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Fluid Replacement and Heat Stress, 1993

Pp. 127-142. Washington, D.C.

National Academy Press

11

Shift in Body Fluid Compartments After Dehydration in Humans

Hiroshi Nose1, Gary W. Mack, Xiangrong Shi, and Ethan R. Nadel

INTRODUCTION

Maintenance of blood volume is important for optimal regulation of both arterial blood pressure and body temperature during exercise and thermal stress (Fortney et al., 1981a,b; Fortney et al., 1983; Nadel, 1984). A reduction of the central circulating blood volume, due either to hypovolemia accompanying dehydration or dilation of the peripheral vasculature, results in a fall in cardiac filling pressure and stroke volume and, if uncompensated, also in cardiac output (Fortney et al., 1983; Miki et al., 1983a). Among the possible compensations is the body's ability to mobilize water from the extravascular to the intravascular space (Miki et al., 1983b; Mohsenin and Gonzalez, 1984; Morimoto et al., 1981; Nose et al., 1983).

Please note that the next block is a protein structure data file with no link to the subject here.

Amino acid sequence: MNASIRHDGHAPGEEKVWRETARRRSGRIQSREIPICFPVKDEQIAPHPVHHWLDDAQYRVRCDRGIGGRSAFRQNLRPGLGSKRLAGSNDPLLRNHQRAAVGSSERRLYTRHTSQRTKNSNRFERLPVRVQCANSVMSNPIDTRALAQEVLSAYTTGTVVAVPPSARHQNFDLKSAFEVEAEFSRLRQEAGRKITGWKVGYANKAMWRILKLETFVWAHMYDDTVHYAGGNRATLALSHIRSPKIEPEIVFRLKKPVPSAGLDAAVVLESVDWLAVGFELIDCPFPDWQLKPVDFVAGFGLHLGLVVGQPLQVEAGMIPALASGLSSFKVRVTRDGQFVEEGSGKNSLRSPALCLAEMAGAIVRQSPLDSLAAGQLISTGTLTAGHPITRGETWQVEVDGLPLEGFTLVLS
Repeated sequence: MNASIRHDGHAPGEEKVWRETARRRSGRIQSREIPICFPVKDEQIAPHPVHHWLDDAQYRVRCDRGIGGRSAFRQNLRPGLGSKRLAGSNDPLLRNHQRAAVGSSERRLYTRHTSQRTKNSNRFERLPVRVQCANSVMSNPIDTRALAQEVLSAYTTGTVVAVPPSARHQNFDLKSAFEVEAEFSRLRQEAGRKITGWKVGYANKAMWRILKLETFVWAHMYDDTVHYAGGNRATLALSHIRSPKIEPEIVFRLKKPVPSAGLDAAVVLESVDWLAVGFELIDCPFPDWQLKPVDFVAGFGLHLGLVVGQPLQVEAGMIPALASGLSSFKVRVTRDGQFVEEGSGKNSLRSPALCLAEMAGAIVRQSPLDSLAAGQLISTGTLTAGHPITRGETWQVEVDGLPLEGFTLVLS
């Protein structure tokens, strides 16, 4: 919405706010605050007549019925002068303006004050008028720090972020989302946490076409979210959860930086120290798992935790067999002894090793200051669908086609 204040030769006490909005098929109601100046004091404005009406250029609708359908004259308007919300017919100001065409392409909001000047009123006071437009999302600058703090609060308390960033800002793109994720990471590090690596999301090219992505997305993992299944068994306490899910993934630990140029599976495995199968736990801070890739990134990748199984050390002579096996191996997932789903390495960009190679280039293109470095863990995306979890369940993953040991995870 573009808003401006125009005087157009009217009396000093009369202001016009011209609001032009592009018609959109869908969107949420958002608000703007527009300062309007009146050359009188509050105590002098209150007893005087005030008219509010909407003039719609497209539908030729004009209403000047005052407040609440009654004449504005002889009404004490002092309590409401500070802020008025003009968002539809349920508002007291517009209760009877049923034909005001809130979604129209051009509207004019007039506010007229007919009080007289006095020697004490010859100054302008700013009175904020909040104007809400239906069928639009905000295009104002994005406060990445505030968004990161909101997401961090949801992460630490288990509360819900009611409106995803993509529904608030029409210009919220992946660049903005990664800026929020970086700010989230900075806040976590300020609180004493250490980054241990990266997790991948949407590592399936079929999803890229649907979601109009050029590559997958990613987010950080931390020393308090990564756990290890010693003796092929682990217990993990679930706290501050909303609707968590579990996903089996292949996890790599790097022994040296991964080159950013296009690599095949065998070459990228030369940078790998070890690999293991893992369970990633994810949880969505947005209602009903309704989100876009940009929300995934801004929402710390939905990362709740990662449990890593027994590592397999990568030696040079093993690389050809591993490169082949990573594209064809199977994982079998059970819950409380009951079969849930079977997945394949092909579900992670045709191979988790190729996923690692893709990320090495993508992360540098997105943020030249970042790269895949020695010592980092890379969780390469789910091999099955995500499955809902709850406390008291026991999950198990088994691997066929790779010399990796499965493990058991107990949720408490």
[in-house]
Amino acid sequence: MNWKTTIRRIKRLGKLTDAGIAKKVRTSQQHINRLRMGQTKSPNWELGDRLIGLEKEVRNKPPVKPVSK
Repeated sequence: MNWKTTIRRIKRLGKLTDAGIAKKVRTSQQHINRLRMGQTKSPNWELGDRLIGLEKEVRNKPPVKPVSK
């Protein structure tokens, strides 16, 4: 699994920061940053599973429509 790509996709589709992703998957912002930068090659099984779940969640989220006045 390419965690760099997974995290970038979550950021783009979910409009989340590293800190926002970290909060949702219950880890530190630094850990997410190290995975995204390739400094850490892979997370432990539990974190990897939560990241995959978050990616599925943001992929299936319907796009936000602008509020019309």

Senay (1979) recently reviewed the dehydration literature and reported that water appeared to be lost from the plasma at a rate one to five times that of other fluid compartments during dehydration. Costill (1977) ascribed the relatively greater plasma water loss to movement accompanying the major ions lost in sweat and urine, which are those of the extracellular

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Hiroshi Nose, Foundation Laboratory and Departments of Epidemiology and Public Health and Physiology, Yale University School of Medicine, New Haven, CT 06519



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